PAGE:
the art and science of prediction and the signal and the noise, by so many predictions, why so many predictions fail and some don't i am pleased to have nate silver back at this table, welcome. >> thank you, charlie. >> so where do you based on your polling, see the presidential race at this moment? >> we have obama as a modest favorite still and i should say it is not my polling what we go is look at everyone easels pol y ahead of bush, john kerry was ahead of gore, so polls in the spring and summer aren't very useful and you might look at what kind of economic conditions are like and things like that instead but we are only a week away from the election now, and it is unlikely you will have major shifts in the campaign from this point forward, by a week from now that little margin of error will be even less but we can use history, it is not that challenging to do at this point to say, most voters are locked in and you might have in who high owe some polls have three or four percent of voters who are still undecided and some of these polls by the way obama is at 50 percent which me
. christian science monitor once a week, "detroit news", cleveland plain, but "newsweek" saying we're just going to do it on-line that is happening it in the print world. not just in newspapers and magazines but obviously books, which is one of the questions why at some point there is at least the question mark where they will be able to continue publishing bound books. >> well, kind of come back though to socially what role books play. you know, sort of this cultural significance of the quote literary author, it really matters to a relatively small number of people. you know it's an elitist thing. there is popular fiction. there is serious nonfiction. you know, which is really in the same category as serious reporting of all kinds. >> you used this phrase elitist twice in this conversation watch. dow mean by that? >> what i mean is the notion by some group that their favorite activity is so important that it needs to be protected. >> what if it were defined differently as a group that says this is part of what you talked about earlier, of preserving the culture. >> i would say that the cu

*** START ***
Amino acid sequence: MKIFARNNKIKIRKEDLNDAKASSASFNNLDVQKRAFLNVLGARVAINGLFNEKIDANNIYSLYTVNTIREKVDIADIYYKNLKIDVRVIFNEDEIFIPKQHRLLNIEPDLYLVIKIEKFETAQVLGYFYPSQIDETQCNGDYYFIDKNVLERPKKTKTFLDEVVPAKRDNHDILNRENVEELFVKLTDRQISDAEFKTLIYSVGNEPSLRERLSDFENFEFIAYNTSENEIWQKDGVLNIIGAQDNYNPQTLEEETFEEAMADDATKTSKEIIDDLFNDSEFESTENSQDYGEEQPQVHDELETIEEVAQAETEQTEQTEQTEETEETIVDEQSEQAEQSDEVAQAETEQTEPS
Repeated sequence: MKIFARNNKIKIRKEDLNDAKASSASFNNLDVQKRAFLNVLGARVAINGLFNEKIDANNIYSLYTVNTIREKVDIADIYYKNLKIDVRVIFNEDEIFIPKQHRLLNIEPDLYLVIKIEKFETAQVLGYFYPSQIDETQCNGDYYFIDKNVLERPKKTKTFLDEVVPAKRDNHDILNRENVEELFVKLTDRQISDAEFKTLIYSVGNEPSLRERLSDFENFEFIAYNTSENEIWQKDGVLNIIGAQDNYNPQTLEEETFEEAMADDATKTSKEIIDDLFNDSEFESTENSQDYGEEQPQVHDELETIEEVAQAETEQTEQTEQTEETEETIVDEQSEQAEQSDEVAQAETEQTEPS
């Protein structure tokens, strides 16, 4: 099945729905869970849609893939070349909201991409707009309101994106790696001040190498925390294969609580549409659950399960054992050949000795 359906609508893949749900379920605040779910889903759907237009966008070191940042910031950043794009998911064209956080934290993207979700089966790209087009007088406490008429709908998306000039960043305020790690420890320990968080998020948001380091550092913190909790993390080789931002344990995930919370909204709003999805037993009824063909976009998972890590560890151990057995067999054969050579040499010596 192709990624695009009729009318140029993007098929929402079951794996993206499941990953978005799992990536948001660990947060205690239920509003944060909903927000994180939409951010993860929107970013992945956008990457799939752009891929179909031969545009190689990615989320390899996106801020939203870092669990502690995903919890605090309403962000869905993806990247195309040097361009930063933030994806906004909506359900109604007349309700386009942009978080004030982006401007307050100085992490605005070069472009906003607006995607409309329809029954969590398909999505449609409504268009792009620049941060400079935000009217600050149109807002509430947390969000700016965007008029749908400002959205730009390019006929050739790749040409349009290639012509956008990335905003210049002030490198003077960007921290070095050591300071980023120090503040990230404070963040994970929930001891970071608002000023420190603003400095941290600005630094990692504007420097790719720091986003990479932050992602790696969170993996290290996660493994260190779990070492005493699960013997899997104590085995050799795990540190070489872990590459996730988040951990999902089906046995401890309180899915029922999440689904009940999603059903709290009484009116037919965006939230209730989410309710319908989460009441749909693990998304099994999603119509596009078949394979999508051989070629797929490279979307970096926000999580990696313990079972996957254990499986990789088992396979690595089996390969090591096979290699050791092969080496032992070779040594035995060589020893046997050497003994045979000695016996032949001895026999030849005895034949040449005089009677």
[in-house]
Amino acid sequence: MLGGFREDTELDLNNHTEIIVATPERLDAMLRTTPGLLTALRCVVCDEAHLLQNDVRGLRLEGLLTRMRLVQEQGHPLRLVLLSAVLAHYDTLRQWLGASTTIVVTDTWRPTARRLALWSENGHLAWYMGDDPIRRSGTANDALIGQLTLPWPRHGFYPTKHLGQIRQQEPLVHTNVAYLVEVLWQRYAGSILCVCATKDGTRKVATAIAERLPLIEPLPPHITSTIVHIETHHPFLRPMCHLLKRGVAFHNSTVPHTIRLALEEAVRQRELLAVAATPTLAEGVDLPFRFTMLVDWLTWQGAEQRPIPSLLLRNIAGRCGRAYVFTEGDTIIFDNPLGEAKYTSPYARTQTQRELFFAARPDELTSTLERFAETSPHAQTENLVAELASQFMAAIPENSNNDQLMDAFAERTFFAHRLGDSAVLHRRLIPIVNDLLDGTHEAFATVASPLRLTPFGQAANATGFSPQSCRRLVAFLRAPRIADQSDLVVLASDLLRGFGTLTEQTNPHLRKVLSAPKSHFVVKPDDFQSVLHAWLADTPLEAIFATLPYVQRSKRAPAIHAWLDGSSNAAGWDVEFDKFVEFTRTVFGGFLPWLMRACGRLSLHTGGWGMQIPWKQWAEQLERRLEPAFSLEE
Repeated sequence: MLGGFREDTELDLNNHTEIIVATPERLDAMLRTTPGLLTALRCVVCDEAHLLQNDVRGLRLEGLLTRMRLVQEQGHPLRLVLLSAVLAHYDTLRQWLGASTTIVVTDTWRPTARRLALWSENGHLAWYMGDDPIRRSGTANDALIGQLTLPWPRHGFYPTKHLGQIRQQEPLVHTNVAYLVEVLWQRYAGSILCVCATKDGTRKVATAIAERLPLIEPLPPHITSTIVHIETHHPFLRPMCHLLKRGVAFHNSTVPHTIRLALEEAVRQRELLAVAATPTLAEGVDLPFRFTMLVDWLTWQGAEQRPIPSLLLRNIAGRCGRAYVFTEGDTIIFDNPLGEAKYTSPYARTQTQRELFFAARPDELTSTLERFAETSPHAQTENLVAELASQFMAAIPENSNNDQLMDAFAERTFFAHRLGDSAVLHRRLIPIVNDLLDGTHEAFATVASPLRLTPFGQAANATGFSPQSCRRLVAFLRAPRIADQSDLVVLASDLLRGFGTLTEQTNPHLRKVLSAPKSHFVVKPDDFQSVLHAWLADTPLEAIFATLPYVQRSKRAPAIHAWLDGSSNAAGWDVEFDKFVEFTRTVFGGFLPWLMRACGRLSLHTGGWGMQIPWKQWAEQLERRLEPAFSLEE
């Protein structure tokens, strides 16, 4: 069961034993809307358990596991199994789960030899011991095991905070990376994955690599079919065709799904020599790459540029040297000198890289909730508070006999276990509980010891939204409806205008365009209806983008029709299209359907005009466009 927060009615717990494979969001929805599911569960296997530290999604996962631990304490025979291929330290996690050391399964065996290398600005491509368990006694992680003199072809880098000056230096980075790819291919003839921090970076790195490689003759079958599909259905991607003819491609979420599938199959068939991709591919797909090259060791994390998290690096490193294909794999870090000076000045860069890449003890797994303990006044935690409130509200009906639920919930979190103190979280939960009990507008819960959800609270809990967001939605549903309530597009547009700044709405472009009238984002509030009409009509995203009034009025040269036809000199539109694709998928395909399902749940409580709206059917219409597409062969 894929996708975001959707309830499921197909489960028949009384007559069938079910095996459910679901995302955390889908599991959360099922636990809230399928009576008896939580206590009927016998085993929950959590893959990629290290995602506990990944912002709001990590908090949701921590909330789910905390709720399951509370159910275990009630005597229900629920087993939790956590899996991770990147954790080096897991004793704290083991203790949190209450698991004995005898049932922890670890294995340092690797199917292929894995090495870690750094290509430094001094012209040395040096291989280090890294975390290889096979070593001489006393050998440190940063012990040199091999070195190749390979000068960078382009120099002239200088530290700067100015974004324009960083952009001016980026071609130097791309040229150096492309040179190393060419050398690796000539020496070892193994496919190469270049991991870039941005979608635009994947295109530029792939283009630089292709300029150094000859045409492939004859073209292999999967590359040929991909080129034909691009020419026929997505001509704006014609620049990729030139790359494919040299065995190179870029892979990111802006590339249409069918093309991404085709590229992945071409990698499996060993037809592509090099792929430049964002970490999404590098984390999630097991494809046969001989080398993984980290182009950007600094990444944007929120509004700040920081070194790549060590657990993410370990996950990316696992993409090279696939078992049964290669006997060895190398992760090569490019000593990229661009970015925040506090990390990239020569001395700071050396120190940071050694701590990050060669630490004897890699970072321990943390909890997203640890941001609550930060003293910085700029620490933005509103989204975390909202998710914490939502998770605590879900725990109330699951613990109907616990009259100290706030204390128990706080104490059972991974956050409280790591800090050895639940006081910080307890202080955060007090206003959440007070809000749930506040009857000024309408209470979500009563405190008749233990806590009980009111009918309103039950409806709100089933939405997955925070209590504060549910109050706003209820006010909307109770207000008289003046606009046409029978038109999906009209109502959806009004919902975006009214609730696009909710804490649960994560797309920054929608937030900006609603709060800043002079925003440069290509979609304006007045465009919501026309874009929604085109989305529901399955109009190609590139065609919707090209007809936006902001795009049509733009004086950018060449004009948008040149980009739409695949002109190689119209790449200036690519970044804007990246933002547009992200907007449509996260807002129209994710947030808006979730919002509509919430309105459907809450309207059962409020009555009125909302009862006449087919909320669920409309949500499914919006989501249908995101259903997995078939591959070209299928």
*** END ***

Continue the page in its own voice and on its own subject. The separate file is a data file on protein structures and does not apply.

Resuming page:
Search Results 0 to 13 of about 14 (some duplicates have been removed)